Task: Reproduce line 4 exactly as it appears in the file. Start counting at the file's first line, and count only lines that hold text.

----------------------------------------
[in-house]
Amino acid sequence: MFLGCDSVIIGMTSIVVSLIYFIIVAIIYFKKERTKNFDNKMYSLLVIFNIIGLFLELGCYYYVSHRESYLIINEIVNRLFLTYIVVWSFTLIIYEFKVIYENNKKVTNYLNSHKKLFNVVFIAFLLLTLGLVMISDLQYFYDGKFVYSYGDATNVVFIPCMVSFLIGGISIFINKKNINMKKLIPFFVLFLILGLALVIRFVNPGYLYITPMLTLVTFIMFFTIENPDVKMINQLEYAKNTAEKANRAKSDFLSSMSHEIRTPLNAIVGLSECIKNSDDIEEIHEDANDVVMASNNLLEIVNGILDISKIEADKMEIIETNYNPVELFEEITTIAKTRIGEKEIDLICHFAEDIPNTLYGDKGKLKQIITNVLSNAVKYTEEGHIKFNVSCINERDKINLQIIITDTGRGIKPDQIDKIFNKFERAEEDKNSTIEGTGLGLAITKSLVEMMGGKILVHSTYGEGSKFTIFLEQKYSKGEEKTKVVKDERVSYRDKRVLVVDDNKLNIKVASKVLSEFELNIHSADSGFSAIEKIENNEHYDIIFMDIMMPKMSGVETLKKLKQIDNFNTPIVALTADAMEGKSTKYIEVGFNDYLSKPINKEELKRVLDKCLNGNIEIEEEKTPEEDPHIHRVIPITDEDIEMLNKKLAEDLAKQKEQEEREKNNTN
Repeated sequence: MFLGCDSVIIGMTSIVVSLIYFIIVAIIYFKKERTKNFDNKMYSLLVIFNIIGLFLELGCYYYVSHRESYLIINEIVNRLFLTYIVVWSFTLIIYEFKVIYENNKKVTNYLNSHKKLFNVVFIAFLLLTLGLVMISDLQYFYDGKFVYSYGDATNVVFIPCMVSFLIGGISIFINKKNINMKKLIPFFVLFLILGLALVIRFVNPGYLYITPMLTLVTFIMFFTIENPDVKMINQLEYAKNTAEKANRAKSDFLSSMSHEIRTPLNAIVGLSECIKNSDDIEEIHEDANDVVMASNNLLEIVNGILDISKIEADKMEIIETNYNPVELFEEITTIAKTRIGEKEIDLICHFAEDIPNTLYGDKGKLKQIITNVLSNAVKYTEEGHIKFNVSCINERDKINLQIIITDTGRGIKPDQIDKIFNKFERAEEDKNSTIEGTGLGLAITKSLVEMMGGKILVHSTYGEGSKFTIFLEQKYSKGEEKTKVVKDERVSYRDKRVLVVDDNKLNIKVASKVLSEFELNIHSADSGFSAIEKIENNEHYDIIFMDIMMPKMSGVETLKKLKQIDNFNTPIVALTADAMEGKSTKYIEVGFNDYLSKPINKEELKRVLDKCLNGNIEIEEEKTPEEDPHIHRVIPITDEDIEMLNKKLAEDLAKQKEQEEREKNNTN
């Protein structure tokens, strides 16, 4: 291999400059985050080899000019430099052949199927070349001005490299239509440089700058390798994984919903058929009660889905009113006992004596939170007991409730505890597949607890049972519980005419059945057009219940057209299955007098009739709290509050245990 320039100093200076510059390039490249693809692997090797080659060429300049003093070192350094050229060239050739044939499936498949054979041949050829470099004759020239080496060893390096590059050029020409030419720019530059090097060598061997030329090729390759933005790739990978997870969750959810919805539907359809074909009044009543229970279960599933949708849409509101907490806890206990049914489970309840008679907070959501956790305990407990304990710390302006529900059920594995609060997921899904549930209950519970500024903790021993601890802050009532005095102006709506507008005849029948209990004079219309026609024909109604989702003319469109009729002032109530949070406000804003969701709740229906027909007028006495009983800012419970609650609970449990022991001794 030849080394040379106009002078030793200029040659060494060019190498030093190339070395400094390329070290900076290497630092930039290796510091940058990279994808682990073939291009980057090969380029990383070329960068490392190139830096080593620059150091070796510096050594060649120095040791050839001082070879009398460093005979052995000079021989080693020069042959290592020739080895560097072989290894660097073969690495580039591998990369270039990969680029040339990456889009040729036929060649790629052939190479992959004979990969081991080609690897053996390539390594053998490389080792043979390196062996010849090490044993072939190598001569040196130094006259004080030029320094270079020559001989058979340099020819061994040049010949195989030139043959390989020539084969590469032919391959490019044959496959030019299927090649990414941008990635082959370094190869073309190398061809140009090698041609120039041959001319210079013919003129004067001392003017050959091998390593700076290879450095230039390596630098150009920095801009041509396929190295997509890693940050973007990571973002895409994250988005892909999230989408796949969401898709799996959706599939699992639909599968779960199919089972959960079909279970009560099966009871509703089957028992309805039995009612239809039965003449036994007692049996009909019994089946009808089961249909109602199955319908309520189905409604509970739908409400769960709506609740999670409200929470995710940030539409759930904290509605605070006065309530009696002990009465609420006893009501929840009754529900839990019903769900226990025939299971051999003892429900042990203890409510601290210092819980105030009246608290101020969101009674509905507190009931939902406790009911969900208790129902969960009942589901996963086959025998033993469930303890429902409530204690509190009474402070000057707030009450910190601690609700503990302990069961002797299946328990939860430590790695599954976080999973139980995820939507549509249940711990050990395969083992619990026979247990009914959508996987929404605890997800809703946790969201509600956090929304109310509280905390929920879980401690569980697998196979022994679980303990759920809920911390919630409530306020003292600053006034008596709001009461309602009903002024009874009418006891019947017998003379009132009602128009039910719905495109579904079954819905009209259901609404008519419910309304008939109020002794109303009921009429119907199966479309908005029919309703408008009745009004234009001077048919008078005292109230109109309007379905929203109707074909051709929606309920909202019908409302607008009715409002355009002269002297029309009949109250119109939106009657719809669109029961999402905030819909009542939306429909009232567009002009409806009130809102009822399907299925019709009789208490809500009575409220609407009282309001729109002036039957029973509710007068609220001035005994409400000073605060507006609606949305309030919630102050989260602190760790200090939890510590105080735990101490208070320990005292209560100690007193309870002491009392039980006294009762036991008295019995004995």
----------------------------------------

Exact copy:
């Protein structure tokens, strides 16, 4: 291999400059985050080899000019430099052949199927070349001005490299239509440089700058390798994984919903058929009660889905009113006992004596939170007991409730505890597949607890049972519980005419059945057009219940057209299955007098009739709290509050245990 320039100093200076510059390039490249693809692997090797080659060429300049003093070192350094050229060239050739044939499936498949054979041949050829470099004759020239080496060893390096590059050029020409030419720019530059090097060598061997030329090729390759933005790739990978997870969750959810919805539907359809074909009044009543229970279960599933949708849409509101907490806890206990049914489970309840008679907070959501956790305990407990304990710390302006529900059920594995609060997921899904549930209950519970500024903790021993601890802050009532005095102006709506507008005849029948209990004079219309026609024909109604989702003319469109009729002032109530949070406000804003969701709740229906027909007028006495009983800012419970609650609970449990022991001794 030849080394040379106009002078030793200029040659060494060019190498030093190339070395400094390329070290900076290497630092930039290796510091940058990279994808682990073939291009980057090969380029990383070329960068490392190139830096080593620059150091070796510096050594060649120095040791050839001082070879009398460093005979052995000079021989080693020069042959290592020739080895560097072989290894660097073969690495580039591998990369270039990969680029040339990456889009040729036929060649790629052939190479992959004979990969081991080609690897053996390539390594053998490389080792043979390196062996010849090490044993072939190598001569040196130094006259004080030029320094270079020559001989058979340099020819061994040049010949195989030139043959390989020539084969590469032919391959490019044959496959030019299927090649990414941008990635082959370094190869073309190398061809140009090698041609120039041959001319210079013919003129004067001392003017050959091998390593700076290879450095230039390596630098150009920095801009041509396929190295997509890693940050973007990571973002895409994250988005892909999230989408796949969401898709799996959706599939699992639909599968779960199919089972959960079909279970009560099966009871509703089957028992309805039995009612239809039965003449036994007692049996009909019994089946009808089961249909109602199955319908309520189905409604509970739908409400769960709506609740999670409200929470995710940030539409759930904290509605605070006065309530009696002990009465609420006893009501929840009754529900839990019903769900226990025939299971051999003892429900042990203890409510601290210092819980105030009246608290101020969101009674509905507190009931939902406790009911969900208790129902969960009942589901996963086959025998033993469930303890429902409530204690509190009474402070000057707030009450910190601690609700503990302990069961002797299946328990939860430590790695599954976080999973139980995820939507549509249940711990050990395969083992619990026979247990009914959508996987929404605890997800809703946790969201509600956090929304109310509280905390929920879980401690569980697998196979022994679980303990759920809920911390919630409530306020003292600053006034008596709001009461309602009903002024009874009418006891019947017998003379009132009602128009039910719905495109579904079954819905009209259901609404008519419910309304008939109020002794109303009921009429119907199966479309908005029919309703408008009745009004234009001077048919008078005292109230109109309007379905929203109707074909051709929606309920909202019908409302607008009715409002355009002269002297029309009949109250119109939106009657719809669109029961999402905030819909009542939306429909009232567009002009409806009130809102009822399907299925019709009789208490809500009575409220609407009282309001729109002036039957029973509710007068609220001035005994409400000073605060507006609606949305309030919630102050989260602190760790200090939890510590105080735990101490208070320990005292209560100690007193309870002491009392039980006294009762036991008295019995004995």